There is still no guarantee that Johnson will generate buzz even with a strong season. Still, it’s the only way the right-hander will have a chance at securing himself one more big payday. Johnson will be 30 years old at the start of his next deal. While he could take a one- or two-year deal to continue reestablishing his value, teams will be less and less likely to offer him lengthy, money-laden deals with every passing year.

Tim Raines, Jeff Bagwell, Ivan Rodriguez to be inducted into the Hall of Fame on Sunday

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This Sunday three players will be honored in Cooperstown as Tim Raines, Jeff Bagwell and Ivan Rodriguez become the 313th, 314th and 315th members inducted into the Baseball Hall of Fame. Executives Bud Selig and John Schuerholz will be inducted as well, making it 316 and 317.

Raines was quite possibly the NL’s best player in a five-year span from 1983-87.  WAR thinks so, placing him ahead of Mike Schmidt, Tony Gwynn and Dale Murphy, all of whom got more plaudits at the time. Raines hit .318/.406/.467 during that period and averaged 114 runs scored and 71 steals per year. During those five years, only Rickey Henderson scored more runs (572-568) and only Wade Boggs had a better OBP (.443 to .406). That Raines had to wait until his last year of eligibility was in large part due to him being a very similar player to Henderson. Which is kind of an unfair comparison — Henderson is one of the best players of all time — but that’s how the voters operate sometimes.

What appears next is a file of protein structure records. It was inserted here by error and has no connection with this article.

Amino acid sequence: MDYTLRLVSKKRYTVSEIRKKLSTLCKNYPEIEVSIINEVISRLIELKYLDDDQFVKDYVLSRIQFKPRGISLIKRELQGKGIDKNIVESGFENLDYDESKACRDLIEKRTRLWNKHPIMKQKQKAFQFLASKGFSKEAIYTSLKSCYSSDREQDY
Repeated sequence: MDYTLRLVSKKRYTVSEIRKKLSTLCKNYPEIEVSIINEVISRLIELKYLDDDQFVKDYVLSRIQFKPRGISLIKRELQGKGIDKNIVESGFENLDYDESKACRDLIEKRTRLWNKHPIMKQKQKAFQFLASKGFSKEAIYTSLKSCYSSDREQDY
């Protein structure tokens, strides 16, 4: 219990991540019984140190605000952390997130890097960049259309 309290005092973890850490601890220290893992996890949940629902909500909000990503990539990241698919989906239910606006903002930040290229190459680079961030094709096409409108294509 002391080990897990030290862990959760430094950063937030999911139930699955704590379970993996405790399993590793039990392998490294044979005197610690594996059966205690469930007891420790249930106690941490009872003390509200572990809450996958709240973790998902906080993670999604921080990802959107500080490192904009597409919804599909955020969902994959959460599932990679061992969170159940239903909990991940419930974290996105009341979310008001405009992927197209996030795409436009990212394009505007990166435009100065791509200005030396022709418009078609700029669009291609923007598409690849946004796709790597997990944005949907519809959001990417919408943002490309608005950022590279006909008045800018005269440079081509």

Bagwell likewise had to wait a bit longer than he should’ve, mostly due to thus far evidence-free beliefs that he used PEDs. On the merits, Bagwell was one of the best first basemen of all time, with a career line of .297/.408/.540, 449 homers and 1,529 RBI. Between 1994 and 2001, he averaged — averaged! — a line of .306/.428/.589, 37 homers and 120 RBI while playing in perhaps the worst hitters park in history in the Astrodome.

People whispered about Rodriguez and PEDs just as much as they did Bagwell, but he got in on the first ballot, suggesting that the BBWAA is getting over its hangups. He is also clearly deserving of induction. Rodriguez, the 1999 AL MVP, was named to 14 All-Star teams and he won 13 Gold Gloves. He finished his career with a .296/.334/.464 line, 311 homers and 1,332 RBI. His 2,427 games caught is a major league record. He was, without question, the best defensive catcher of his era and many believe he was the best of all time. If he’s not, he’s in the top two or three.